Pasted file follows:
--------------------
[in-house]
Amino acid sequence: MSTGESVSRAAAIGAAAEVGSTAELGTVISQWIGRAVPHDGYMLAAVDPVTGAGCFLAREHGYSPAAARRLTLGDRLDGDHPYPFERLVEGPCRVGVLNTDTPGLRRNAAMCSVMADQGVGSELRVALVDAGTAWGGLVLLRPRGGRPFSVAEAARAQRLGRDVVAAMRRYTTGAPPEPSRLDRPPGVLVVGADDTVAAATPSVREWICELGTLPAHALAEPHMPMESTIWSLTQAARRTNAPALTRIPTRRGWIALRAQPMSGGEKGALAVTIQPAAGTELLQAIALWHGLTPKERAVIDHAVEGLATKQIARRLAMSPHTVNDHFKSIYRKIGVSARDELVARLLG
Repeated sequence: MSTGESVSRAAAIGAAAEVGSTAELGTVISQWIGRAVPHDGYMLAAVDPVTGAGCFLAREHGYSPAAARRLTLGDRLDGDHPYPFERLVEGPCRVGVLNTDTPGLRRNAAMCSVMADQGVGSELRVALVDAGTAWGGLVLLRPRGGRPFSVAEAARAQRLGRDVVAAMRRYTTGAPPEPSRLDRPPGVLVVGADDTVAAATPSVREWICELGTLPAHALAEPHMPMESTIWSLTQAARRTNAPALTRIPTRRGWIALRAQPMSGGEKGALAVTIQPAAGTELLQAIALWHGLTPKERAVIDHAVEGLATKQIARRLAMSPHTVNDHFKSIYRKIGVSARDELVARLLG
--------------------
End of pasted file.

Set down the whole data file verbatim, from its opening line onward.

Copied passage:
[in-house]
Amino acid sequence: MSTGESVSRAAAIGAAAEVGSTAELGTVISQWIGRAVPHDGYMLAAVDPVTGAGCFLAREHGYSPAAARRLTLGDRLDGDHPYPFERLVEGPCRVGVLNTDTPGLRRNAAMCSVMADQGVGSELRVALVDAGTAWGGLVLLRPRGGRPFSVAEAARAQRLGRDVVAAMRRYTTGAPPEPSRLDRPPGVLVVGADDTVAAATPSVREWICELGTLPAHALAEPHMPMESTIWSLTQAARRTNAPALTRIPTRRGWIALRAQPMSGGEKGALAVTIQPAAGTELLQAIALWHGLTPKERAVIDHAVEGLATKQIARRLAMSPHTVNDHFKSIYRKIGVSARDELVARLLG
Repeated sequence: MSTGESVSRAAAIGAAAEVGSTAELGTVISQWIGRAVPHDGYMLAAVDPVTGAGCFLAREHGYSPAAARRLTLGDRLDGDHPYPFERLVEGPCRVGVLNTDTPGLRRNAAMCSVMADQGVGSELRVALVDAGTAWGGLVLLRPRGGRPFSVAEAARAQRLGRDVVAAMRRYTTGAPPEPSRLDRPPGVLVVGADDTVAAATPSVREWICELGTLPAHALAEPHMPMESTIWSLTQAARRTNAPALTRIPTRRGWIALRAQPMSGGEKGALAVTIQPAAGTELLQAIALWHGLTPKERAVIDHAVEGLATKQIARRLAMSPHTVNDHFKSIYRKIGVSARDELVARLLG